Sammyh S Khan, SDR and Ozakinci, G (2014) Efficacy and well-being in rural north India: the role of social identification with a large-scale community identity. European Journal of Social Psychology, 44 (7). pp. 787-798.

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Abstract

Identifying with a group can contribute to a sense of well‐being. The mechanisms involved are diverse: social identification with a group can impact individuals' beliefs about issues such as their connections with others, the availability of social support, the meaningfulness of existence, and the continuity of their identity. Yet, there seems to be a common theme to these mechanisms: identification with a group encourages the belief that one can cope with the stressors one faces (which is associated with better well‐being). Our research investigated the relationship between identification, beliefs about coping, and well‐being in a survey (N = 792) administered in rural North India. Using structural equation modelling, we found that social identification as a Hindu had positive and indirect associations with three measures of well‐being through the belief that one can cope with everyday stressors. We also found residual associations between participants' social identification as a Hindu and two measures of well‐being in which higher identification was associated with poorer well‐being. We discuss these findings and their implication for understanding the relationship between social identification (especially with large‐scale group memberships) and well‐being. We also discuss the application of social psychological theory developed in the urban West to rural north India.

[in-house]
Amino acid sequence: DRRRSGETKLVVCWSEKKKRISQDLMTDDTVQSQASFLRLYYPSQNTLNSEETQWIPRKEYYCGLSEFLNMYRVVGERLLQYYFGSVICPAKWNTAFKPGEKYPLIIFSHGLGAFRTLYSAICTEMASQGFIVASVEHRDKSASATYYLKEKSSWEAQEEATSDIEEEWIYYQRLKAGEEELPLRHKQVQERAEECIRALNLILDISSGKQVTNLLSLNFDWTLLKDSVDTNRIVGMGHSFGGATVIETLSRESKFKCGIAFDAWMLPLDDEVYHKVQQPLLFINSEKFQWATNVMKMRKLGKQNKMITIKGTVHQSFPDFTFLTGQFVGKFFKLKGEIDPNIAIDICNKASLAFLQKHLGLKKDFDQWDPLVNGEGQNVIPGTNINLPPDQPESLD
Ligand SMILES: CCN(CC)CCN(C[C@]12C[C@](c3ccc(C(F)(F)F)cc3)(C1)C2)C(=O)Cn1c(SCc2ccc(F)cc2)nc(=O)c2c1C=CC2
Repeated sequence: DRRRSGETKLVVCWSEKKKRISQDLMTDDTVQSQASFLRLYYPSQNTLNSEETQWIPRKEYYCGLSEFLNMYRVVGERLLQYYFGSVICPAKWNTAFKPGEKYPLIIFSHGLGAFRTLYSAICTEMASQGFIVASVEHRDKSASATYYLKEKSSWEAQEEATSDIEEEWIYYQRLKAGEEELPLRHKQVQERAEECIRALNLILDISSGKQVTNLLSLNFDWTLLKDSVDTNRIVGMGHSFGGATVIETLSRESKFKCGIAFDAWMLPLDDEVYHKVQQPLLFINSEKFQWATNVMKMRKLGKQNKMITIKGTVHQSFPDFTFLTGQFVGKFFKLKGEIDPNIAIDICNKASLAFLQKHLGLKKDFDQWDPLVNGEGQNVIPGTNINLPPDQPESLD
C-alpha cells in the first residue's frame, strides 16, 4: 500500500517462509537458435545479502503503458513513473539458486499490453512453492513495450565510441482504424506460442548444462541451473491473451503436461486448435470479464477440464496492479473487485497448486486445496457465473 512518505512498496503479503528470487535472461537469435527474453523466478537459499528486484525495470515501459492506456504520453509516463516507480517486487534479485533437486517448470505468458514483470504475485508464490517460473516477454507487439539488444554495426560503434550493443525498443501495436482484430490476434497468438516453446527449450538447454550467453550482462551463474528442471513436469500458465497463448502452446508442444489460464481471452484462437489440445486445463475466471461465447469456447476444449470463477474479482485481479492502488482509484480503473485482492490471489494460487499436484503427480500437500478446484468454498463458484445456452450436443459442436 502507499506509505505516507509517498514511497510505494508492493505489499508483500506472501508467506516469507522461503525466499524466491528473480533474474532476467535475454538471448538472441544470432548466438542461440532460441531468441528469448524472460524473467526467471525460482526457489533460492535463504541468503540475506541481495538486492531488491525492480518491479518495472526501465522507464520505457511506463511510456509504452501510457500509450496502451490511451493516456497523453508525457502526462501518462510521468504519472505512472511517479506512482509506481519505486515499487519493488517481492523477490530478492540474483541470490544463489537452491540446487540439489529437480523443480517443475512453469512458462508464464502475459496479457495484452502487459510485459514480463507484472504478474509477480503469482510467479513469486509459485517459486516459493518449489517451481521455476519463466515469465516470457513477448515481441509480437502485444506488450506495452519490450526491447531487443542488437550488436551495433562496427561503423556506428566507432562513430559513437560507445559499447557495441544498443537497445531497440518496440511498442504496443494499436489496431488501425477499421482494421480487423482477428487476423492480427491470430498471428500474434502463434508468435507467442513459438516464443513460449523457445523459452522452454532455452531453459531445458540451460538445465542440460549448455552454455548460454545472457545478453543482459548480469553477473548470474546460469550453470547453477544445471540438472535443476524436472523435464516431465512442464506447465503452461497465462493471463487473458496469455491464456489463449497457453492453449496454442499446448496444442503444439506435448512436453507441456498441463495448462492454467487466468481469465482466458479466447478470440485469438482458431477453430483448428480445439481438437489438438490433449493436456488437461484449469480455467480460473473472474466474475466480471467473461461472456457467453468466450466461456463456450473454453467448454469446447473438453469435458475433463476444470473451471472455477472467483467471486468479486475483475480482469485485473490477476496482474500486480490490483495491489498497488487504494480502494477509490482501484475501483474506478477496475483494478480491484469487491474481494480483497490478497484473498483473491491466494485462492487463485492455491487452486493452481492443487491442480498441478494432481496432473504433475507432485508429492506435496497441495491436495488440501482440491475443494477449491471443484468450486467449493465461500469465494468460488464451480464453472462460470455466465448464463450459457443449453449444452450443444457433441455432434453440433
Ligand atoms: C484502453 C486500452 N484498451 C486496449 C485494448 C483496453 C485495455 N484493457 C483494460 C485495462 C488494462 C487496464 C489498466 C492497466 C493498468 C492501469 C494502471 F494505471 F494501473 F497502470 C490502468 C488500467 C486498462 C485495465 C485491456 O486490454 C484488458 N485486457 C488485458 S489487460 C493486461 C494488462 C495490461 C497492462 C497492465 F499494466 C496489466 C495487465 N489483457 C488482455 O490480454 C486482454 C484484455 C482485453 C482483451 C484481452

Item Type: Article
Subjects: H Social Sciences > HN Social history and conditions. Social problems. Social reform
H Social Sciences > HV Social pathology. Social and public welfare
Divisions: Faculty of Natural Sciences > School of Psychology
Depositing User: Symplectic
Date Deposited: 06 Feb 2015 10:18
Last Modified: 20 May 2019 07:49
URI: http://eprints.keele.ac.uk/id/eprint/272

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